Apart from the hot sitz bath, to help with the discomfort, some doctors even have special instructions on what to place on the perineum area, such as:

using witch hazel pads to soothe, spraying with Dermoplast topical anesthesia, and utilizing a peri-bottle (spray bottle you fill with water to blast you perineum area for comfort).

Postpartum check is at 6 weeks, but be sure to call your doctor if there are foul discharges or unbearable pain.

State of Being After the Big C

To say that it is painful to have your stomach and uterus sliced open to pave the way for the grand entrance of your child into the world is a huge understatement.

A Cesarean Section is a major surgery that opens up several layers of the abdomen.

You may even be in pain for several weeks after having a C-section.

The incision site feels tender, and what’s worst, your core will be diminished.

It will take time getting used to sitting up again immediately after surgery because your abdominal muscles feel gone.

And it even hurts to laugh, cough, or sneeze.

There are also moments when you feel like all your guts will just fall out.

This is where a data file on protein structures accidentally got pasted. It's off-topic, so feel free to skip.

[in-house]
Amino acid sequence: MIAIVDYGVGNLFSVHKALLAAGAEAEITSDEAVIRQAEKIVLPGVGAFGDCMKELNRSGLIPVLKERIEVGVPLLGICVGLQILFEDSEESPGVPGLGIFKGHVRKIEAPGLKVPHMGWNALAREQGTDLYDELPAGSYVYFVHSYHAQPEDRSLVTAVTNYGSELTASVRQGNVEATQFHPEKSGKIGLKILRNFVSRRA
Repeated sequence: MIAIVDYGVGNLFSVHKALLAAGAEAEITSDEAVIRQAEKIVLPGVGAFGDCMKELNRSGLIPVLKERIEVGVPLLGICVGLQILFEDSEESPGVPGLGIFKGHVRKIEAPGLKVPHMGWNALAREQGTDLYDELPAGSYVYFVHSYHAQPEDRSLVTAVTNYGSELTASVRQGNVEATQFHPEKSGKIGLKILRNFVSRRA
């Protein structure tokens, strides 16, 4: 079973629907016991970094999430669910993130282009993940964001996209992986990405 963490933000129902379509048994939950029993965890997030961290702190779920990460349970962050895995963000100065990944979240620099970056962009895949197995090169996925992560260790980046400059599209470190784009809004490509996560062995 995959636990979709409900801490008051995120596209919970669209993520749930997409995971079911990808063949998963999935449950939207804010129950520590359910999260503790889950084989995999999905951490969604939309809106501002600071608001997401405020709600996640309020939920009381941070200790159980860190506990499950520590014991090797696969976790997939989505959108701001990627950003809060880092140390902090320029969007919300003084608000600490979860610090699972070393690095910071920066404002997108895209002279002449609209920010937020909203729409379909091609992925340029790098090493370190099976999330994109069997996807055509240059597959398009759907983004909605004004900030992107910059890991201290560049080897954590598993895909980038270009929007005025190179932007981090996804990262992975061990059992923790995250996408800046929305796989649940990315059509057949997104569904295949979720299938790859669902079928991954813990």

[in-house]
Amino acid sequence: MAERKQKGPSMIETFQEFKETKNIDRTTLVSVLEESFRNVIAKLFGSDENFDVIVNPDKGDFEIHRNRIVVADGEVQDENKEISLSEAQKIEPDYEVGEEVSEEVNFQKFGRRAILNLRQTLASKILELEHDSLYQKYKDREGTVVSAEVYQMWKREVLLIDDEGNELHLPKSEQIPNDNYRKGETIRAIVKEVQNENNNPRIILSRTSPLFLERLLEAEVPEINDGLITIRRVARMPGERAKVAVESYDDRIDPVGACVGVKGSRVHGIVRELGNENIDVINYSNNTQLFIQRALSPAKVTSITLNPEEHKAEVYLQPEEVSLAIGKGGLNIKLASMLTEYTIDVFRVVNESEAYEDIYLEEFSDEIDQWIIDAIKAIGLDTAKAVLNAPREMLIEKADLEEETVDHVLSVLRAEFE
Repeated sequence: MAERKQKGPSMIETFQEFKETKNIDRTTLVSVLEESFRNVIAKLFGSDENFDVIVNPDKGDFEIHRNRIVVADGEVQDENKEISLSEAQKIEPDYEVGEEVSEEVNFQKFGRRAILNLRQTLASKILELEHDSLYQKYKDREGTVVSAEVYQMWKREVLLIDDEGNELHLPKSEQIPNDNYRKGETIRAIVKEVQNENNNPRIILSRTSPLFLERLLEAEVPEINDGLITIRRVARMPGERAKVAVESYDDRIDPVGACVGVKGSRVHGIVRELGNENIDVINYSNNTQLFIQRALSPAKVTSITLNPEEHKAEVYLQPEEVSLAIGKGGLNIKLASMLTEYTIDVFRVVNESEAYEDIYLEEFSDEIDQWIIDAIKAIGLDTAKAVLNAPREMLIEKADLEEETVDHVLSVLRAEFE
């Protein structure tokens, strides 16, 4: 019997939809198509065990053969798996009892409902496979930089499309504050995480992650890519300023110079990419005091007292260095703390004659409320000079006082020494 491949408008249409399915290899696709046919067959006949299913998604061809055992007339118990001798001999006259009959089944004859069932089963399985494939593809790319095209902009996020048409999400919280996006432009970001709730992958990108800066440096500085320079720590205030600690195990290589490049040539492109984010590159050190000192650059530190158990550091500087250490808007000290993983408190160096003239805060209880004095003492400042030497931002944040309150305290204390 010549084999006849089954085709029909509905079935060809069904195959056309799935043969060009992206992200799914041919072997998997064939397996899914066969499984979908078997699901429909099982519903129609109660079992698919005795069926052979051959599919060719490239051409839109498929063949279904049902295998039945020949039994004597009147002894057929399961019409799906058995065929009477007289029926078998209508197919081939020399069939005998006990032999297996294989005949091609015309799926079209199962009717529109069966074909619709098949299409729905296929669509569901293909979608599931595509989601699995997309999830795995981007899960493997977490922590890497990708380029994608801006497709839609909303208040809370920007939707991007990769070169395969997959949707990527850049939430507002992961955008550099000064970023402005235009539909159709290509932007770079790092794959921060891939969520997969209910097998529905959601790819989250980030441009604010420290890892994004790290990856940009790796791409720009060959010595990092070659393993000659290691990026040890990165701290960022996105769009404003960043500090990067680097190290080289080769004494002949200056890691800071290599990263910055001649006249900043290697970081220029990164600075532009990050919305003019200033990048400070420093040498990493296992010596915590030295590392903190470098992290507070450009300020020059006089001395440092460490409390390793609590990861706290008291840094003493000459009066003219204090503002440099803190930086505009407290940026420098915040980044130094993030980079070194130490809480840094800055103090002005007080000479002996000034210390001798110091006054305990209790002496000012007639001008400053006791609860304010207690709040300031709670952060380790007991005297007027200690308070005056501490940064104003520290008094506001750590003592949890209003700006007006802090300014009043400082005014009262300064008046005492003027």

Chances are, they would have placed a catheter in your vagina so there may be a bit of discomfort there, too.

Definitely, with all these major issues post surgery, an immediate shower or bath 24 hours after coming out of the operating room is out of the question.

Don’t worry because the nurse will be assigned to give you a bed bath or a sponge bath to help you feel clean and fresh.

Make no mistake about it… C-sections may feel painless during the actual surgery because of anesthesia, but during recovery, it’s both painful and uncomfortable.

A birth with stitches or staples like this needs a lot of time for recovery.

Movement is usually restricted 24 hours after a C-section delivery.

Depending on how you progress, you may be asked to ambulate or try walking the next day.

They encourage you to move to minimize chances of blood clots and adhesion, which are both potentially life-threatening.

Walking also promotes circulation and wakes up the internal organs that have been made sluggish by the massive dose of anesthesia.

It is imperative to pas gas and defecate post surgery, and walking aides in making all these happen.

If you’re able to pass the walking test without fainting or collapsing, the doctor might give you the go ahead for a quick shower.